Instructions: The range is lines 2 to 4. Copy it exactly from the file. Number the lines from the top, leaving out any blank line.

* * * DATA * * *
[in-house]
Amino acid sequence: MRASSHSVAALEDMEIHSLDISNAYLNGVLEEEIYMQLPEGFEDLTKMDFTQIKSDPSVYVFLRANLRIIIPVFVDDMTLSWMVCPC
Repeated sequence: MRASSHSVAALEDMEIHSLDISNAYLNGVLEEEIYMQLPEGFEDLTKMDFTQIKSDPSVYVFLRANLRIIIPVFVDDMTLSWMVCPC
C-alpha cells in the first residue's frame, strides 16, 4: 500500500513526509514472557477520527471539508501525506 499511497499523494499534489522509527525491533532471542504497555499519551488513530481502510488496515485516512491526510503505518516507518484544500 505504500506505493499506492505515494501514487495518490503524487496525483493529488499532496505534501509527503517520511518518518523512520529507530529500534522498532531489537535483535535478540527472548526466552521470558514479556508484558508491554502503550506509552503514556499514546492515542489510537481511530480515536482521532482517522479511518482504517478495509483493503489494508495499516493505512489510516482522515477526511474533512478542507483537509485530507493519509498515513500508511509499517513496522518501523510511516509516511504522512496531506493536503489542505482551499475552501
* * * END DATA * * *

Amino acid sequence: MRASSHSVAALEDMEIHSLDISNAYLNGVLEEEIYMQLPEGFEDLTKMDFTQIKSDPSVYVFLRANLRIIIPVFVDDMTLSWMVCPC
Repeated sequence: MRASSHSVAALEDMEIHSLDISNAYLNGVLEEEIYMQLPEGFEDLTKMDFTQIKSDPSVYVFLRANLRIIIPVFVDDMTLSWMVCPC
C-alpha cells in the first residue's frame, strides 16, 4: 500500500513526509514472557477520527471539508501525506 499511497499523494499534489522509527525491533532471542504497555499519551488513530481502510488496515485516512491526510503505518516507518484544500 505504500506505493499506492505515494501514487495518490503524487496525483493529488499532496505534501509527503517520511518518518523512520529507530529500534522498532531489537535483535535478540527472548526466552521470558514479556508484558508491554502503550506509552503514556499514546492515542489510537481511530480515536482521532482517522479511518482504517478495509483493503489494508495499516493505512489510516482522515477526511474533512478542507483537509485530507493519509498515513500508511509499517513496522518501523510511516509516511504522512496531506493536503489542505482551499475552501